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Recovering backpacker, Cornwallite at heart, political enthusiast, catalyst, writer, husband, father, community volunteer, unabashedly proud Canadian. Every hyperlink connects to something related directly or thematically to that which is highlighted.

Wednesday 29 October 2014

Ghomeshi Culture

What he said:
Taken on its own, without context, without prior knowledge, it's not a bad piece of writing.  It's definitively his take on the story.  He hits the right broadband social cues; he's been a public figure, he's interviewed big names, he has credibility.  There's even a mention of civic pride and love of country, perhaps a subtle reference to his post-Ottawa Shooting radio essay.
It's just one man's side of the story, though, and not the only one.
One man full of bluster, confidence and media credibility positioning himself as a champion of sexual freedom and a countering force to the notion of the state or employer (in his case, both) having any role in the bedrooms of the nation.
The stories emerging, though, aren't limited to the bedroom.  They're not the sole providence of jilted exes, either.  There is more that's going on here.
Thing is, it seems like there has always been more going on here.
This is troubling to me because of what is says about the broader culture - something not unique to Jian Ghomeshi, but something deep within the fabric of our social conduct.
If people knew about Jian and sat back, waiting for him to slip up or whispered quiet warnings to potential recipients of his edged affections, why wasn't more done to remove the threat he presented?
He was powerful, to those less so - that means he couldn't be beaten, he could destroy you or in some cases, perhaps the boost he could provide a career made the risks worthwhile.  After all, work comes first, right?  We tell youth that getting a good job and establishing a solid career path matters more than anything else, don't we?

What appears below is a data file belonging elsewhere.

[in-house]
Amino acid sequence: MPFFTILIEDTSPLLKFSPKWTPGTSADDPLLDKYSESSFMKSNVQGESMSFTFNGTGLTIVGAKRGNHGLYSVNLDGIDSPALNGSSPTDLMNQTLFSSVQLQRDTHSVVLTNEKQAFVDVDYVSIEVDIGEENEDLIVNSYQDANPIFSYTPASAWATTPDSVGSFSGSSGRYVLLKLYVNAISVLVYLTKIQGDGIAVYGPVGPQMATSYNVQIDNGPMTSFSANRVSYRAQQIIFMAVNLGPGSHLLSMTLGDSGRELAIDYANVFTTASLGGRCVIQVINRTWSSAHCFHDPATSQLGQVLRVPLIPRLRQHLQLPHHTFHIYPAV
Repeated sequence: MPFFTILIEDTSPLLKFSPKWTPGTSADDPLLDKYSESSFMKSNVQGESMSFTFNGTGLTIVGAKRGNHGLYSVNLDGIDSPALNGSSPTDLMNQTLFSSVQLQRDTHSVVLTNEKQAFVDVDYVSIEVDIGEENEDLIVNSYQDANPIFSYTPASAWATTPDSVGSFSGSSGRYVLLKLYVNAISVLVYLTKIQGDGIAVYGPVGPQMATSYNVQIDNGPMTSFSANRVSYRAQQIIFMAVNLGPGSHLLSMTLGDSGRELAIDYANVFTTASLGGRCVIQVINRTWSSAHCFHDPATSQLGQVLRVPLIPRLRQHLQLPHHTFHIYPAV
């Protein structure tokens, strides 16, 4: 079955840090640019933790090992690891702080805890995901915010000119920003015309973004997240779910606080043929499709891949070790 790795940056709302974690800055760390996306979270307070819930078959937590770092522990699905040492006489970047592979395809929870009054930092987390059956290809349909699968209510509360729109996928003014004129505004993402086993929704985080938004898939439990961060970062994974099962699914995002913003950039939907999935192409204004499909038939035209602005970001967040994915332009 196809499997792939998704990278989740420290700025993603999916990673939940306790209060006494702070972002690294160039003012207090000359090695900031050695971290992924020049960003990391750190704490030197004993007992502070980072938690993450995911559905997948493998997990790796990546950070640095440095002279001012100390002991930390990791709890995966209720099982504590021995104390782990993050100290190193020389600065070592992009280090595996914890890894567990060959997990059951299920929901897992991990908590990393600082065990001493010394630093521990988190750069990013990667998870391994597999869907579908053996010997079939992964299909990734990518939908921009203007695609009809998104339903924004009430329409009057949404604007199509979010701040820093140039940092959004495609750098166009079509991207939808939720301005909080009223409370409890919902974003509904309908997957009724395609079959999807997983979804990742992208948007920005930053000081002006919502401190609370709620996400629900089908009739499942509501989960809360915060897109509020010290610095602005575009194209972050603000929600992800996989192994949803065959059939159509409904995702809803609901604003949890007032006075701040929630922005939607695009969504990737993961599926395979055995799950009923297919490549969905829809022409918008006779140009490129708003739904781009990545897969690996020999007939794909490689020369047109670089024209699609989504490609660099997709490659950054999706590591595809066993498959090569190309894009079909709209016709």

To those who he answered to, he was a star; he brought in the audience and therefore, the money.  Without something headline-making that presented a clear and present danger to the corporate brand and bottom line, whatever happened beyond his professional performance was someone else's concern.
How often does this story play out with abusive employers, manipulative Big Names, devious backroom operators?  There are more than a few renditions of I knew about Jian in political circles that people know but don't talk about, because it's inconvenient.  The same is true of media circles, of business circles, etc. 
We choose not to see, we choose not to hear because we don't want to be responsible.
Or, the personal advantages are too great/the risk of personal disadvantages to high to speak out.
We can bring in whistleblower legislation - how well is that working these days?  We can talk about one-off sensitivity training or tougher penalties, but we all know that those only apply to those who are either dumb enough to get caught or not influential enough to be above the law.
How many black youth in Toronto have been arrested for a fraction of the actions committed by outgoing mayor Rob Ford?
I step back and I look at what's playing out from a broader perspective, and this is what I see: a great deal of attention being placed on a symptom almost as a release that enables us to continue avoiding the disease.
Everyone will know about Jian.  Everyone does know someone like Jian.  It's a matter of time before yet another powerful individual uses the resources at their disposal and the trust their public position has garnered them (because you must be authentic if you're on TV, right?) to defend against an outed wrong.
We'll react again, just as we're doing now - lining up to defend whoever we feel is the victim, because of what that means to us.
Ghomeshi isn't the problem.  Whatever his pattern of behavior, it could have been course-corrected to be more pro-social without someone impeding his individuality.  What behavioural cues manifested themselves when he was at school, or at home?  How did his proclivities start to become entrenched and overlooked during his rise to fame? 

But then the same principle applies to every abuser of every kind in our society, no matter where they rest on the social hierarchy. 
Yet that's a bit too much like accepting responsibility, a bit like suggesting self-restraint or emotional-regulation are part of the broader solution.  We're not there yet.
The problem is the culture in which people like Ghomeshi are able to rise to power and have that power protect them from the law, from responsibility, from consequence.

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